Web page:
How would you like to start your Monday morning by spending a quarter hour floating in the harbor mid-winter?
Some aren’t as opposed as you might think.
“I almost wish I could start every day with it, besides the getting in and out,” said Cmdr. Byron Hayes, head of Coast Guard District 17’s Response Department.
Ten Coast Guardsmen jumped into 32-degree waters in survival suits, fulfilling both an annual requirement to be up to speed on flotation technique and the need to check the integrity of the suits themselves. The air temperature at the pier was roughly 18 degrees, not factoring for wind chill, according the National Weather Service.
“The purpose is to move around and make sure nothing is leaking,” said Petty Officer 2nd Class William Peters, a boatswain’s mate from Station Juneau helping to run the exercise. “The suits should last several years with proper maintenance.”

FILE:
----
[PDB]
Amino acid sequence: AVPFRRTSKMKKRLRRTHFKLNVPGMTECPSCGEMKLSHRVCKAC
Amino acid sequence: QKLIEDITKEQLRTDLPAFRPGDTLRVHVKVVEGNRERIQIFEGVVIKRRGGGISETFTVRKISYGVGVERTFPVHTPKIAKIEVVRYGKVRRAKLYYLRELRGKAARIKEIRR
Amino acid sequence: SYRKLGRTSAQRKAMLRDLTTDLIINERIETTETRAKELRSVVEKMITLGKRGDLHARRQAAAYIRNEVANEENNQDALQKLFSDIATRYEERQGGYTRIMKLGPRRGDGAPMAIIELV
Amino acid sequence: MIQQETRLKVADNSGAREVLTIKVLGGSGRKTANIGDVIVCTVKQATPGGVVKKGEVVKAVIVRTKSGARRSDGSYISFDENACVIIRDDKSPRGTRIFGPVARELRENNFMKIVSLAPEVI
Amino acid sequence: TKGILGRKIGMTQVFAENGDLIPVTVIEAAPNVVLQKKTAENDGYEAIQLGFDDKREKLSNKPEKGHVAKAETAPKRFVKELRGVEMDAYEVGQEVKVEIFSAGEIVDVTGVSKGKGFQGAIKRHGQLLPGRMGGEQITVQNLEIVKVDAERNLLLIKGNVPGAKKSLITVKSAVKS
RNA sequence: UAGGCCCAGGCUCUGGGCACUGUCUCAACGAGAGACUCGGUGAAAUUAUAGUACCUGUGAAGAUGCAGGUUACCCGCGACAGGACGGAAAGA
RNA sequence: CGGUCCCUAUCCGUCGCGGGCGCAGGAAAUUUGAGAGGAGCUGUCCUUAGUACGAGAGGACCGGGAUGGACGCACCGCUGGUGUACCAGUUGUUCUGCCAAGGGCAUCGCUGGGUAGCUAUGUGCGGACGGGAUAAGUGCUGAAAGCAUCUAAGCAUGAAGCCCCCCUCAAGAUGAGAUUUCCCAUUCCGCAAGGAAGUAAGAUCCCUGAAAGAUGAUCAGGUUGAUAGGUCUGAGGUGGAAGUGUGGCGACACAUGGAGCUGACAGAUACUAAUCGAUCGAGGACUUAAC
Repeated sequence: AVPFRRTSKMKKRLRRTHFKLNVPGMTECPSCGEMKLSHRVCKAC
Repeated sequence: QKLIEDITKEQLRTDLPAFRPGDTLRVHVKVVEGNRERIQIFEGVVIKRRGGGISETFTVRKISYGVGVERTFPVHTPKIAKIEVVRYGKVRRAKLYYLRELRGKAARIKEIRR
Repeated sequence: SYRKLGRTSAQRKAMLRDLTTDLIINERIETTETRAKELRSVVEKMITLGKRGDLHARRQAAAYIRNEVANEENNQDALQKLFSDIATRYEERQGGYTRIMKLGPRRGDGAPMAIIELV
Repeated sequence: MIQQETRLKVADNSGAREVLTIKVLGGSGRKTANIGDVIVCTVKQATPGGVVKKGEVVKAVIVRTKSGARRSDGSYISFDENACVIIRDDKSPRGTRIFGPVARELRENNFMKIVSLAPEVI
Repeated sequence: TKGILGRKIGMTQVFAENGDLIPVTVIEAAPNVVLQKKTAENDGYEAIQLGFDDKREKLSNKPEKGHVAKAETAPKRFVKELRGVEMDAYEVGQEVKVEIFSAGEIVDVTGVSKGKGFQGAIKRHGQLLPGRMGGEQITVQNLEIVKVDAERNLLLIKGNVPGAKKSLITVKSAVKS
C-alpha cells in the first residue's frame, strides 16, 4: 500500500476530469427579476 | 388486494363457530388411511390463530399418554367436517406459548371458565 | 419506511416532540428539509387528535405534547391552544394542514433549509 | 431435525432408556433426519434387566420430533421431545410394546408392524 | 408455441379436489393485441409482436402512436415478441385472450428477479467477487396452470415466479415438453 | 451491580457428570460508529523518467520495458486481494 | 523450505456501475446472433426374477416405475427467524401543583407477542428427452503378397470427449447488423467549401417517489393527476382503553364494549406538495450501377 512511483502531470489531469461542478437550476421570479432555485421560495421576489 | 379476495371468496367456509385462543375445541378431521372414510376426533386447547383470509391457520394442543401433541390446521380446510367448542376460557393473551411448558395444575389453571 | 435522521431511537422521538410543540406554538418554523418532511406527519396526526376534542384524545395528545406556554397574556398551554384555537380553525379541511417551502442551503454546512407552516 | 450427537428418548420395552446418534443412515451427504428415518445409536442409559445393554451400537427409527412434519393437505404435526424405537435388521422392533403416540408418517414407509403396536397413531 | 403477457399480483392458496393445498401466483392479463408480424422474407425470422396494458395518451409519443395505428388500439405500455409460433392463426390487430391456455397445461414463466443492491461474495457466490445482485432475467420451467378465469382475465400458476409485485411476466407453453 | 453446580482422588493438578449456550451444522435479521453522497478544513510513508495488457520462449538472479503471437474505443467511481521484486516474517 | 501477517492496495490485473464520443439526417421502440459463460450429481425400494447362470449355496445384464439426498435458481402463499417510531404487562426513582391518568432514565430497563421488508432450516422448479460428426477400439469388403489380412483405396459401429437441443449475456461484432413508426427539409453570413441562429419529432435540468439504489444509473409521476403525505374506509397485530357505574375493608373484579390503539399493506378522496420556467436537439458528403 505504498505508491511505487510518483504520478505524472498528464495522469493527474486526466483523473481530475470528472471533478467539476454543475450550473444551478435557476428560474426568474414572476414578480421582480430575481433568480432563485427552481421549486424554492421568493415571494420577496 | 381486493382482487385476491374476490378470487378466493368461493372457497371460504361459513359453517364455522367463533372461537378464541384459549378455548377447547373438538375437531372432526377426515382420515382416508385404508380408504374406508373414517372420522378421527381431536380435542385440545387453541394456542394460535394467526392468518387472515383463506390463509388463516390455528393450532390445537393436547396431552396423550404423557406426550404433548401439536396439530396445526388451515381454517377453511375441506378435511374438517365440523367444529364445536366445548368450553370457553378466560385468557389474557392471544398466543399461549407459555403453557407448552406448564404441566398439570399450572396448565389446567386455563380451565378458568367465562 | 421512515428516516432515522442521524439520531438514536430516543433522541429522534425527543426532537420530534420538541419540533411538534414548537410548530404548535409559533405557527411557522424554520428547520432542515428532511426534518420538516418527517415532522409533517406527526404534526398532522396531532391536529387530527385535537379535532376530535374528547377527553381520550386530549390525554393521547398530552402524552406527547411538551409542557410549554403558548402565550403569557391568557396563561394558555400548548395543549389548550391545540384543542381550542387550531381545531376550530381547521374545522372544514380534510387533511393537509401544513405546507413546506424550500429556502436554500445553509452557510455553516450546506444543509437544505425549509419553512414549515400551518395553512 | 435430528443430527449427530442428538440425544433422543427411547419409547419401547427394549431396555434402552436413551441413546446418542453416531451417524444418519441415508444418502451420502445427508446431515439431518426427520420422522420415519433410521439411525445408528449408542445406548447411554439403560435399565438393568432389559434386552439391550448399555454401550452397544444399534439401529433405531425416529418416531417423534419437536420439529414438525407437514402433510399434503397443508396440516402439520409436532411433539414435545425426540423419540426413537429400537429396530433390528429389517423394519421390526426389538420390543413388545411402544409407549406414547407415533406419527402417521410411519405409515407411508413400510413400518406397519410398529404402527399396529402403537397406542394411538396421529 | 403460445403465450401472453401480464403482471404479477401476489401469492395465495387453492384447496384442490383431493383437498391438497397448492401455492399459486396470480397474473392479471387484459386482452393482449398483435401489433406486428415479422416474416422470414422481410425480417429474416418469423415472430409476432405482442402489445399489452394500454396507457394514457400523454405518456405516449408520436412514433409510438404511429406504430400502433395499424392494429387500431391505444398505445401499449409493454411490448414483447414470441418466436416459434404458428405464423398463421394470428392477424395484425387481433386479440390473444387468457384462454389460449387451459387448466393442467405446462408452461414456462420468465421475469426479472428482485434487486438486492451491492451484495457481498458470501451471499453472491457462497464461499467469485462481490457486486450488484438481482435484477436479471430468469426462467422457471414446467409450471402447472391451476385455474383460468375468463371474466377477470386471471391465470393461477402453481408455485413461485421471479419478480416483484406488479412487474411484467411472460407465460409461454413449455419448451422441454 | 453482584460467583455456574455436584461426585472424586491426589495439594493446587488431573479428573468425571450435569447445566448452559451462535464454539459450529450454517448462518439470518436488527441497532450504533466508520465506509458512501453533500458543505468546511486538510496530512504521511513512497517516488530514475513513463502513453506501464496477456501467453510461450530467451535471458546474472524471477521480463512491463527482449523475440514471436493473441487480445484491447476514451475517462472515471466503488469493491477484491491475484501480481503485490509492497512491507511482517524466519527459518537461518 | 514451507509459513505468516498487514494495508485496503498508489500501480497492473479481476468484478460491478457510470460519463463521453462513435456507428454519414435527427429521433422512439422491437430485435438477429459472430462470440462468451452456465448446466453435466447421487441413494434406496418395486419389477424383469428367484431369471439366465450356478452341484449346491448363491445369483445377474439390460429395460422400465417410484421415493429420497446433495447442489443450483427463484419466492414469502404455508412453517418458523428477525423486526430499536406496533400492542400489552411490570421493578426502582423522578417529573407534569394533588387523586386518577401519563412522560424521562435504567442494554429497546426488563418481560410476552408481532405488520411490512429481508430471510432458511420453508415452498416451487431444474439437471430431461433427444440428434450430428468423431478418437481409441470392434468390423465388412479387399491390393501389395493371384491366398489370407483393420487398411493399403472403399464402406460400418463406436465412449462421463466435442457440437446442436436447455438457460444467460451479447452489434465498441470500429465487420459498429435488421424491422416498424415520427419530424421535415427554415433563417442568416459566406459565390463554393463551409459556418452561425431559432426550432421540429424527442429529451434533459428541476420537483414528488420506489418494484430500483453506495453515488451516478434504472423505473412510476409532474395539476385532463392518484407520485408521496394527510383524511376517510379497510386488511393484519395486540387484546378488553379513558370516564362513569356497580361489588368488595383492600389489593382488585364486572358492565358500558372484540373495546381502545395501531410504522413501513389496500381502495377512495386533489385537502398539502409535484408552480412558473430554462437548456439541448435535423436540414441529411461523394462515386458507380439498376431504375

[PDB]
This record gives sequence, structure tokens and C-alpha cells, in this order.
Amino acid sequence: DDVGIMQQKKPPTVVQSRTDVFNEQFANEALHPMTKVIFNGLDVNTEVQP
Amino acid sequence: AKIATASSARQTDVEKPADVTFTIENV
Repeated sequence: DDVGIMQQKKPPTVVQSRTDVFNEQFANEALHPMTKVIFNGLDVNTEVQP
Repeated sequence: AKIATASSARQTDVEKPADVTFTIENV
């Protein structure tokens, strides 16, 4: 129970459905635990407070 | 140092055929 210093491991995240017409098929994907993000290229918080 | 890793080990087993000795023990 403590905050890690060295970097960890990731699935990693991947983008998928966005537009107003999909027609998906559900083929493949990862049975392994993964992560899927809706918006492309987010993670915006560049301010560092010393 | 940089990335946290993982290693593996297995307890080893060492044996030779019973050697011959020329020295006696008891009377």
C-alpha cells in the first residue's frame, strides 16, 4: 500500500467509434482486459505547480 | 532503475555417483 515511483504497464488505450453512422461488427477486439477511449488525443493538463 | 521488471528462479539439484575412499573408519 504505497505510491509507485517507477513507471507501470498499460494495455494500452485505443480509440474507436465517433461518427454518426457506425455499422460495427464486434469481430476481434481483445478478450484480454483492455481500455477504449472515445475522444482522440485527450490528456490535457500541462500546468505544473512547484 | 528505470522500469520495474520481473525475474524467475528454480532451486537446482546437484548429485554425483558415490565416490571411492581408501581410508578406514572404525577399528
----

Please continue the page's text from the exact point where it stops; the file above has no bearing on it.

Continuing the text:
The most problematic part of the suits is the neck and wrist seals. Their direct contact with both the skin and the water leads to accelerated degradation of the material, Williams said. Swimmers wore two additional layers underneath the survival suits to maintain heat and see if there were any leaks in the material of the suit. Williams said that suits with small holes could be patched to extend the useful life of the suits.
The suits are used by Coast Guardsmen on the water every time the temperature goes below 50 degrees, Williams said. In warmer temperatures, what’s called a mustang suit might be used, which is less cumbersome. Above a certain temperature, only a life jacket is required.
“You can be in the water for a few hours with the survival suit,” Williams said.
Without a survival suit, Williams said, the Coast Guard has what they call the 1-10-1 rule for Alaska waters: someone has one minute to get their breathing under control before hyperventilation and shock start seriously affecting their odds of survival, 10 minutes of meaningful movement with your hands or arms, and one hour before they lose consciousness. Those numbers may differ based on size, weight and body type, but as a rule of thumb for survival, they’re pretty accurate.
“We tried to do it before but the dead of winter seems like the best time,” said Petty Officer 2nd Class Steven Knight, after getting out of the water. “You’re gonna know if it works.”
• Contact reporter Michael S. Lockett at 757-621-1197 or firstname.lastname@example.org.